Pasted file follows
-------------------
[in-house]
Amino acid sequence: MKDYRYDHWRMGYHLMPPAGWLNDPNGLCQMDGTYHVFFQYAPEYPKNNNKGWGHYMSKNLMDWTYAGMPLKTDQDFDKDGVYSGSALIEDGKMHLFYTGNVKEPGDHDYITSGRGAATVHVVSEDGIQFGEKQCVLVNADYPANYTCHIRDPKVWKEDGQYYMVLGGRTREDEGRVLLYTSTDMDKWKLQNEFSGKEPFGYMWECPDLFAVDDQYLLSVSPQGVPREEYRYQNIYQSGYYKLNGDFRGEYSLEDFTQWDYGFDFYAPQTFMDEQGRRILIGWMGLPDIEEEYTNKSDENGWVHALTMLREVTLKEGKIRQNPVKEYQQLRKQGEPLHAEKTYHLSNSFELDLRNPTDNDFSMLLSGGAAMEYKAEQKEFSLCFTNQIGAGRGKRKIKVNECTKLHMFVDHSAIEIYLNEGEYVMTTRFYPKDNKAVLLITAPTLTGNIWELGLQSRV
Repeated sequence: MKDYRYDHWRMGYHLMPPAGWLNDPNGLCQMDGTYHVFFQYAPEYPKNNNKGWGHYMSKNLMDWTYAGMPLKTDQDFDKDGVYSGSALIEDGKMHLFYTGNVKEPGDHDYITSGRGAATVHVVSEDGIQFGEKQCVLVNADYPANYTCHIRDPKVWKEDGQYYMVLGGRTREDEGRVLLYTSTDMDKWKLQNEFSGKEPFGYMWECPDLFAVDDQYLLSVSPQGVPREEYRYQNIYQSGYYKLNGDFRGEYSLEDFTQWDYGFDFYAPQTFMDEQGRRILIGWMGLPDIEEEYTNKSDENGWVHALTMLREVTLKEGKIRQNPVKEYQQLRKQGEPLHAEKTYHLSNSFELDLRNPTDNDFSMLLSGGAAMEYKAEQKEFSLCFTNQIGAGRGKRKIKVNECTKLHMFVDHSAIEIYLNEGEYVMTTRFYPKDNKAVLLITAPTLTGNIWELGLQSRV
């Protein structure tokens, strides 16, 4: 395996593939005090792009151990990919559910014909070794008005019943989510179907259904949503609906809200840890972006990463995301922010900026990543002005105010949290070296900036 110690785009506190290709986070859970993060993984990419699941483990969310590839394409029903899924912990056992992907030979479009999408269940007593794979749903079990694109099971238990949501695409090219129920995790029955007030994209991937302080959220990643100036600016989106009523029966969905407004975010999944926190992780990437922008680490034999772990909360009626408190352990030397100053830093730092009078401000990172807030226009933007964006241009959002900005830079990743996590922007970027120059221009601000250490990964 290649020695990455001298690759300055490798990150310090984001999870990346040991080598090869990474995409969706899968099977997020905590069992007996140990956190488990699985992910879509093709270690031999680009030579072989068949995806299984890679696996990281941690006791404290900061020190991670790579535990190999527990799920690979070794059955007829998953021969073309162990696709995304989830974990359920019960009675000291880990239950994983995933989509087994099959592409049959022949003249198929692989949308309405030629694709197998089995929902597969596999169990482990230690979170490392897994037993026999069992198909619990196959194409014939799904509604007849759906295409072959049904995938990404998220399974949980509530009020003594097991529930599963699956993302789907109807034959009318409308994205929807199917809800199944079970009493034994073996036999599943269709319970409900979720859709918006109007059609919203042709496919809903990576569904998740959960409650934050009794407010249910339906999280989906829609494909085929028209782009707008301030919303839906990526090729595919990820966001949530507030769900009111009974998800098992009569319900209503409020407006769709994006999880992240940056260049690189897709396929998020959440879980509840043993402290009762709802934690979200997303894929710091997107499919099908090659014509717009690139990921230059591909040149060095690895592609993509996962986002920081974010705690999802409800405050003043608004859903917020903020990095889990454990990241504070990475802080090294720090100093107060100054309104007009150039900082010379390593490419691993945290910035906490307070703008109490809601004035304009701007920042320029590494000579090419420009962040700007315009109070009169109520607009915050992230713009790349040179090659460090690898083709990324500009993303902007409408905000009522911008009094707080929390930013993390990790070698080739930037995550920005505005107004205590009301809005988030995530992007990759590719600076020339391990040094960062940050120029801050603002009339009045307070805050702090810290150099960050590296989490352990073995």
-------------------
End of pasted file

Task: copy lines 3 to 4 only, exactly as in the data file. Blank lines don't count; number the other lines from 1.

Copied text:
Repeated sequence: MKDYRYDHWRMGYHLMPPAGWLNDPNGLCQMDGTYHVFFQYAPEYPKNNNKGWGHYMSKNLMDWTYAGMPLKTDQDFDKDGVYSGSALIEDGKMHLFYTGNVKEPGDHDYITSGRGAATVHVVSEDGIQFGEKQCVLVNADYPANYTCHIRDPKVWKEDGQYYMVLGGRTREDEGRVLLYTSTDMDKWKLQNEFSGKEPFGYMWECPDLFAVDDQYLLSVSPQGVPREEYRYQNIYQSGYYKLNGDFRGEYSLEDFTQWDYGFDFYAPQTFMDEQGRRILIGWMGLPDIEEEYTNKSDENGWVHALTMLREVTLKEGKIRQNPVKEYQQLRKQGEPLHAEKTYHLSNSFELDLRNPTDNDFSMLLSGGAAMEYKAEQKEFSLCFTNQIGAGRGKRKIKVNECTKLHMFVDHSAIEIYLNEGEYVMTTRFYPKDNKAVLLITAPTLTGNIWELGLQSRV
């Protein structure tokens, strides 16, 4: 395996593939005090792009151990990919559910014909070794008005019943989510179907259904949503609906809200840890972006990463995301922010900026990543002005105010949290070296900036 110690785009506190290709986070859970993060993984990419699941483990969310590839394409029903899924912990056992992907030979479009999408269940007593794979749903079990694109099971238990949501695409090219129920995790029955007030994209991937302080959220990643100036600016989106009523029966969905407004975010999944926190992780990437922008680490034999772990909360009626408190352990030397100053830093730092009078401000990172807030226009933007964006241009959002900005830079990743996590922007970027120059221009601000250490990964 290649020695990455001298690759300055490798990150310090984001999870990346040991080598090869990474995409969706899968099977997020905590069992007996140990956190488990699985992910879509093709270690031999680009030579072989068949995806299984890679696996990281941690006791404290900061020190991670790579535990190999527990799920690979070794059955007829998953021969073309162990696709995304989830974990359920019960009675000291880990239950994983995933989509087994099959592409049959022949003249198929692989949308309405030629694709197998089995929902597969596999169990482990230690979170490392897994037993026999069992198909619990196959194409014939799904509604007849759906295409072959049904995938990404998220399974949980509530009020003594097991529930599963699956993302789907109807034959009318409308994205929807199917809800199944079970009493034994073996036999599943269709319970409900979720859709918006109007059609919203042709496919809903990576569904998740959960409650934050009794407010249910339906999280989906829609494909085929028209782009707008301030919303839906990526090729595919990820966001949530507030769900009111009974998800098992009569319900209503409020407006769709994006999880992240940056260049690189897709396929998020959440879980509840043993402290009762709802934690979200997303894929710091997107499919099908090659014509717009690139990921230059591909040149060095690895592609993509996962986002920081974010705690999802409800405050003043608004859903917020903020990095889990454990990241504070990475802080090294720090100093107060100054309104007009150039900082010379390593490419691993945290910035906490307070703008109490809601004035304009701007920042320029590494000579090419420009962040700007315009109070009169109520607009915050992230713009790349040179090659460090690898083709990324500009993303902007409408905000009522911008009094707080929390930013993390990790070698080739930037995550920005505005107004205590009301809005988030995530992007990759590719600076020339391990040094960062940050120029801050603002009339009045307070805050702090810290150099960050590296989490352990073995």